Yesterday for no good reason, I was kind of nasty towards Brian. There was nothing he did, nor could I pinpoint anything specifically that pushed my buttons. This happens to me from time to time and it’s generally for the same reason. I get locked in “survival mode,” which is my way of handling responsibility and stress. Brian also gets lost in his own “doing world” and goes into his own version of handling stress. When this happens we feel miles apart and I hate it.
It’s been a long week. Without going into the details, suffice it to say we’ve been busy, caught bad colds and there’s been some illness in our extended family. We’ve been preparing to leave for a teaching trip, and finishing up all the stuff one has to do to travel and work. Although we are very excited about where are going (Australia) we have both been knee deep in preparing ourselves for the trip.
Brian and I are both prone to dealing with responsibility, illness and stressors by withdrawing and getting “busy.” We try to divide and conquer everything on our plate, but we do so without connecting to our own selves and one another.
Last night, after several days of feeling really pissy, I broke my own survival spell by taking a bath and doing some stretching to music. I lit a fire, some candles and a stick of incense. It helped a lot. But it did not quite help me to bridge the chasm I felt with him until I realized that I needed his touch and compassion. In other words I wanted a sensate experience with him.
Sensuality is a powerful force that allows us to enter a realm that ushers us out of survival. Sensuality is felt through the senses of sight, smell, touch and hearing. We can enter this state at any moment, but oftentimes we do not, because our survival instincts take over. Sensuality is the antidote for stress. Sensuality is a state we can drop into simply by slowing down, noticing our bodies, taking deep breaths, moving gently, smelling the air, or feeling our feet on the ground. In a relationship, touch and compassionate communication can help us come back to our bodies and our sensate selves.
I miss Brian when we do not engage in sensual connection, which by the way, is different than sex. When our edges become tense and brittle, I resent him because a young part of me wants him to rescue me from myself. My real need however is not to be rescued, but to let him know the state I’m in and open myself to physical and emotional connection with him. Sometimes making that shift from doing and thinking to being in the moment is difficult. Parts of us want to hang onto the control of getting things done and we resist stopping and surrendering into nourishing sensuality.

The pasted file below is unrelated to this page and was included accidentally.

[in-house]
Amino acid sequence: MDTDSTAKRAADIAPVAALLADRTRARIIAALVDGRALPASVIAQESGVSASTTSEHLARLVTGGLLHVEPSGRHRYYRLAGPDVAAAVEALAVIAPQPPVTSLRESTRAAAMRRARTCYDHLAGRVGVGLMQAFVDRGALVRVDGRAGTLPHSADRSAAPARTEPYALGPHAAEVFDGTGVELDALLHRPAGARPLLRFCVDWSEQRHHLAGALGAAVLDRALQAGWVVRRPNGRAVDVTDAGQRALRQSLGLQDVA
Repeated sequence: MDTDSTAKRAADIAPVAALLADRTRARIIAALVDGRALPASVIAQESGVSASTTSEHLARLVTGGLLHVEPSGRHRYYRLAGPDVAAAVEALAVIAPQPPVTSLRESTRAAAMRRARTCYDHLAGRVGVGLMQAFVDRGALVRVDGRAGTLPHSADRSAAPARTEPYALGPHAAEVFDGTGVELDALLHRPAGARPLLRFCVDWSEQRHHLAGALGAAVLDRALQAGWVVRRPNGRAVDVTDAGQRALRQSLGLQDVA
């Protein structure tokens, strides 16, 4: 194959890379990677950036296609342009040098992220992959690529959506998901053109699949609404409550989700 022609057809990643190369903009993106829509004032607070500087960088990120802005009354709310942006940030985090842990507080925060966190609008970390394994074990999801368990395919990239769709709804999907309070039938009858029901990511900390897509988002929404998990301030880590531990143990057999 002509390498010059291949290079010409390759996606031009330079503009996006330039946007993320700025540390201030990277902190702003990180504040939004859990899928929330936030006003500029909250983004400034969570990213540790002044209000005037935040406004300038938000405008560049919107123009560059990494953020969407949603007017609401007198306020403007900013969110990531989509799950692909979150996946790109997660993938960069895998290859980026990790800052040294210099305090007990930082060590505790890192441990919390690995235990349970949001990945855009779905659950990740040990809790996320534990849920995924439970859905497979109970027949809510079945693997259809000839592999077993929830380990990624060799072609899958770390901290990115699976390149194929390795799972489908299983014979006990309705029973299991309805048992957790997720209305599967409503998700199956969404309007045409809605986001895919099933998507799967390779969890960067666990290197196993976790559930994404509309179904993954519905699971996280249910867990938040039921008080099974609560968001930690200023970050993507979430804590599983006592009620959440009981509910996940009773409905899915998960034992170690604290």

It is vital that we devote time in our day for sensuality, whether you are with a partner or not. Sensuality emerges from within and is not reliant on having a partner to bring it forth. If you are with a partner, it’s a gift and blessing to share it. I know it always breaks the impasse between Brian and I and makes life juicy again. And miraculously I stop hating him!
Here are some tips:
- Know when you are maxed out on doing and thinking, and take a break.
- Slow down, slow down, slow down!
- Ask yourself, “What would feel yummy for my body?” Some suggestions are taking a bath, sitting in your garden, smelling flowers, doing some gentle movement, touching yourself gently and kindly or listening to soothing music.
- Create a sensual environment for yourself.
- Shout and cry to release tension.
- If you are with a partner, invite him or her to bask in some delicious-ness with you.
We would love for you to resond and share some ways that help you and/or you and your partner feel sensual.
MG January 2018